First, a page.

Facing a blackout on Nexstar Broadcasting Group stations in nine markets due to stalled retransmission licensing renewal talks, Cox Communications has spoken out against Nexstar's $4.6 billion bid to acquire Media General.
"Cox Communications strongly urges the public to voice its opposition of the merger to the Federal Communications Commission (FCC)," said Cox in a statement. "Nexstar is demanding Cox Communications customers pay triple the current price for retransmission consent or Nexstar will remove their signal from the Cox Communications lineup on January 29. Nexstar won't even accept the very same rate that stations they manage agreed to just two weeks ago."
Nexstar has told Cox that stations in nine of the MSO's markets, which include CBS Las Vegas affiliate KLAS-TV, will go dark for the operator if a renewal isn't signed by Friday.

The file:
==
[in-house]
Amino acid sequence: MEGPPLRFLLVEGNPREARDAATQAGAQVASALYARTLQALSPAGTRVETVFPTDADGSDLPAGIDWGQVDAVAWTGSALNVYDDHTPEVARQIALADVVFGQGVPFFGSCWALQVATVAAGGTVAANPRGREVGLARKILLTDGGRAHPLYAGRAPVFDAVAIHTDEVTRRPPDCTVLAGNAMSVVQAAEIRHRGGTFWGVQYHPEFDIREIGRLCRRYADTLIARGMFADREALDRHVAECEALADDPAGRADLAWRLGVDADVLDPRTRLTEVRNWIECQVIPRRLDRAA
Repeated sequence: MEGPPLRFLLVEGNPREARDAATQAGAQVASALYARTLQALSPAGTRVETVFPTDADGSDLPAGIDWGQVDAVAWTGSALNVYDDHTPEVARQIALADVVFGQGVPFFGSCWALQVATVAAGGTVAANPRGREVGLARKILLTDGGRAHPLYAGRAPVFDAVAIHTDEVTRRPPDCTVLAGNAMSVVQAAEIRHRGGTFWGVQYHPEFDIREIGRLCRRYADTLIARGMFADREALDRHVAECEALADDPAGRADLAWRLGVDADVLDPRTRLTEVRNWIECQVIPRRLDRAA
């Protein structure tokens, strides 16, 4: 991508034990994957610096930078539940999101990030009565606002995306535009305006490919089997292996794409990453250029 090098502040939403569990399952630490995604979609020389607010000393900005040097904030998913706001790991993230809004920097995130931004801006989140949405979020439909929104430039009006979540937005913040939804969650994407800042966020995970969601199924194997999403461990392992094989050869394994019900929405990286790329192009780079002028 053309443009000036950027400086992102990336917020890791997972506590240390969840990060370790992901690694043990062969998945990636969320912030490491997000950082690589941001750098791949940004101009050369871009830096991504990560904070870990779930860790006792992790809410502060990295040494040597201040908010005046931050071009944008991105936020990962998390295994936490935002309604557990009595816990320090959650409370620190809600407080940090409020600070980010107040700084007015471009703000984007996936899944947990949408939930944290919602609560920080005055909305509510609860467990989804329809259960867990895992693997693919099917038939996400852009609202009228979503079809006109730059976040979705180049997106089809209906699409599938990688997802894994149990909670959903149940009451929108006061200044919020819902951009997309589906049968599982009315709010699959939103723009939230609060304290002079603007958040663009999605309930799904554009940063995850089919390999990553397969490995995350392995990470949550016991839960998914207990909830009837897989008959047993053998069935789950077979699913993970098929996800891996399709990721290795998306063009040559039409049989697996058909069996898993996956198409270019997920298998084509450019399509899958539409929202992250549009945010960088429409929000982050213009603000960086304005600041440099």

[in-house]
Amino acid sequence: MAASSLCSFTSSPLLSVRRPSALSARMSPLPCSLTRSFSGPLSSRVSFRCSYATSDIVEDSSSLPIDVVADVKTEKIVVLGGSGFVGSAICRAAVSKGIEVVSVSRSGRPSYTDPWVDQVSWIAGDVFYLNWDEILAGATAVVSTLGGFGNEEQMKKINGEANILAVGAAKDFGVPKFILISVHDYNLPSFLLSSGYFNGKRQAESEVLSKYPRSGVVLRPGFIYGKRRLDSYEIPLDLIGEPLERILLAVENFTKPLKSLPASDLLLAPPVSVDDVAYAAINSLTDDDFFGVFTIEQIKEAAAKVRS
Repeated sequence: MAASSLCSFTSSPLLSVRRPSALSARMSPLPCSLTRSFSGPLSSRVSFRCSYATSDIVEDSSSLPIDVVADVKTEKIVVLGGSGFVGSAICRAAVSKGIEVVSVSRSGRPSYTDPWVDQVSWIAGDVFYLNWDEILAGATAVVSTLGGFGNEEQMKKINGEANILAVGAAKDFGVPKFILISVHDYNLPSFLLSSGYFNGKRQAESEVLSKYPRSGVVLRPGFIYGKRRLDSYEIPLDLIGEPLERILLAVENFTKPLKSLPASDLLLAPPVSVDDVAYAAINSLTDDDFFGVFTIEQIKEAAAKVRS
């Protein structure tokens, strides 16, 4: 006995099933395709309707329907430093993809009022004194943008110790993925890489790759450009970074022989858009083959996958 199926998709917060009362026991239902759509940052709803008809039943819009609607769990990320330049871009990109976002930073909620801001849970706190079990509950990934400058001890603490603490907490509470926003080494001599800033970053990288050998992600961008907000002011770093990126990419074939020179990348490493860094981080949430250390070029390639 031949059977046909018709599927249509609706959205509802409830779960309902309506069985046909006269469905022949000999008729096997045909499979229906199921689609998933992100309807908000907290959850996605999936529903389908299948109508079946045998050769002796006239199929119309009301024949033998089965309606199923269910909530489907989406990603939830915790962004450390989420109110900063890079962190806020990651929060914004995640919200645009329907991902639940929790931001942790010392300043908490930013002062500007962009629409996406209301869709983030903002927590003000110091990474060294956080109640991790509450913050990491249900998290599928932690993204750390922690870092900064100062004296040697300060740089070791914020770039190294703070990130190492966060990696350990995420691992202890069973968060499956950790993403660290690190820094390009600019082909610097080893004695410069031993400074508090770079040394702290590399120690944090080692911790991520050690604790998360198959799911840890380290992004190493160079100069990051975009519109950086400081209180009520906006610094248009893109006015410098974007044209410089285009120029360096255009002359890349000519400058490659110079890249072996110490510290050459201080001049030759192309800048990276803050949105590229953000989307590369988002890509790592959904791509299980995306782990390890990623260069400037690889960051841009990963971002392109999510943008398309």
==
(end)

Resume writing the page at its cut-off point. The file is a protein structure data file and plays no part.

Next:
A "New Nexstar" would control 171 stations in more than 100 markets across the U.S., reaching 39 percent of U.S. TV homes — the top of the threshold allowed by the FCC.
It would be a formidable negotiating opponent for any pay-TV operator to face in a broadcast retransmission licensing negotiation.
"Nexstar should not be allowed to become a larger company, which would force more cable TV/satellite companies and ultimately customers to pay higher fees for retransmission consent," Cox added. "This merger is bad for business, bad for consumers and is not in the public interest."
Of course, Nexstar CEO Perry Sook is entirely aware of what his company's enhanced bargaining position might be, evidenced by this statement released Wednesday: "The transaction increases Nexstar's broadcast portfolio by approximately two-thirds with very limited overlap with our existing properties, more than doubles our audience reach, provides entrée to 15 new top-50 DMAs and offers synergies related to the increased scale of the combined digital media operations."
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